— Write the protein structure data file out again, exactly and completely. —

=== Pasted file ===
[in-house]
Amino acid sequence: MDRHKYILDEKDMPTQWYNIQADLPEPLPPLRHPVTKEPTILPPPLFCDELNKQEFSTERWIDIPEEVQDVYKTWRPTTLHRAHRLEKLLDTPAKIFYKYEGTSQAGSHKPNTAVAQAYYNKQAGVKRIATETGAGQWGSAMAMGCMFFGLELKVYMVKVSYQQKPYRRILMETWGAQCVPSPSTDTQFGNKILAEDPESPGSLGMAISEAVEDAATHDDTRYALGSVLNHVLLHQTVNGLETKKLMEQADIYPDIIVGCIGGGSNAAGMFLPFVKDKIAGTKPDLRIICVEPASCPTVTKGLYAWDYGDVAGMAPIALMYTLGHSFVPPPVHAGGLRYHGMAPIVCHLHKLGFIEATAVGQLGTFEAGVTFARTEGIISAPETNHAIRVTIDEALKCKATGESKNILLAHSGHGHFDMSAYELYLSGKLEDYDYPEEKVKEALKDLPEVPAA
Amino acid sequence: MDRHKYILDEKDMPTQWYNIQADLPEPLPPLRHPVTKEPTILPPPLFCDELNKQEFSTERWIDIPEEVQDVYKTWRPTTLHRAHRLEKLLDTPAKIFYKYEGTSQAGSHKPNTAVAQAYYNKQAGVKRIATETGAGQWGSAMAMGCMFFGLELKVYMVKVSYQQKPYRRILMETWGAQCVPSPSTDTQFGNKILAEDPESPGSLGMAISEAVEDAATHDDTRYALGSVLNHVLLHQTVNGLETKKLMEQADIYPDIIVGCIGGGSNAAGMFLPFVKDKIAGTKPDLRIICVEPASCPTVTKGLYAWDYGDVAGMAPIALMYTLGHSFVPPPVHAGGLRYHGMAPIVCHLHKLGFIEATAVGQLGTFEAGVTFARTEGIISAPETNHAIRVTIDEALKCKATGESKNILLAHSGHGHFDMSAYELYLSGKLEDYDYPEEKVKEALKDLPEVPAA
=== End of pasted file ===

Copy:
[in-house]
Amino acid sequence: MDRHKYILDEKDMPTQWYNIQADLPEPLPPLRHPVTKEPTILPPPLFCDELNKQEFSTERWIDIPEEVQDVYKTWRPTTLHRAHRLEKLLDTPAKIFYKYEGTSQAGSHKPNTAVAQAYYNKQAGVKRIATETGAGQWGSAMAMGCMFFGLELKVYMVKVSYQQKPYRRILMETWGAQCVPSPSTDTQFGNKILAEDPESPGSLGMAISEAVEDAATHDDTRYALGSVLNHVLLHQTVNGLETKKLMEQADIYPDIIVGCIGGGSNAAGMFLPFVKDKIAGTKPDLRIICVEPASCPTVTKGLYAWDYGDVAGMAPIALMYTLGHSFVPPPVHAGGLRYHGMAPIVCHLHKLGFIEATAVGQLGTFEAGVTFARTEGIISAPETNHAIRVTIDEALKCKATGESKNILLAHSGHGHFDMSAYELYLSGKLEDYDYPEEKVKEALKDLPEVPAA
Amino acid sequence: MDRHKYILDEKDMPTQWYNIQADLPEPLPPLRHPVTKEPTILPPPLFCDELNKQEFSTERWIDIPEEVQDVYKTWRPTTLHRAHRLEKLLDTPAKIFYKYEGTSQAGSHKPNTAVAQAYYNKQAGVKRIATETGAGQWGSAMAMGCMFFGLELKVYMVKVSYQQKPYRRILMETWGAQCVPSPSTDTQFGNKILAEDPESPGSLGMAISEAVEDAATHDDTRYALGSVLNHVLLHQTVNGLETKKLMEQADIYPDIIVGCIGGGSNAAGMFLPFVKDKIAGTKPDLRIICVEPASCPTVTKGLYAWDYGDVAGMAPIALMYTLGHSFVPPPVHAGGLRYHGMAPIVCHLHKLGFIEATAVGQLGTFEAGVTFARTEGIISAPETNHAIRVTIDEALKCKATGESKNILLAHSGHGHFDMSAYELYLSGKLEDYDYPEEKVKEALKDLPEVPAA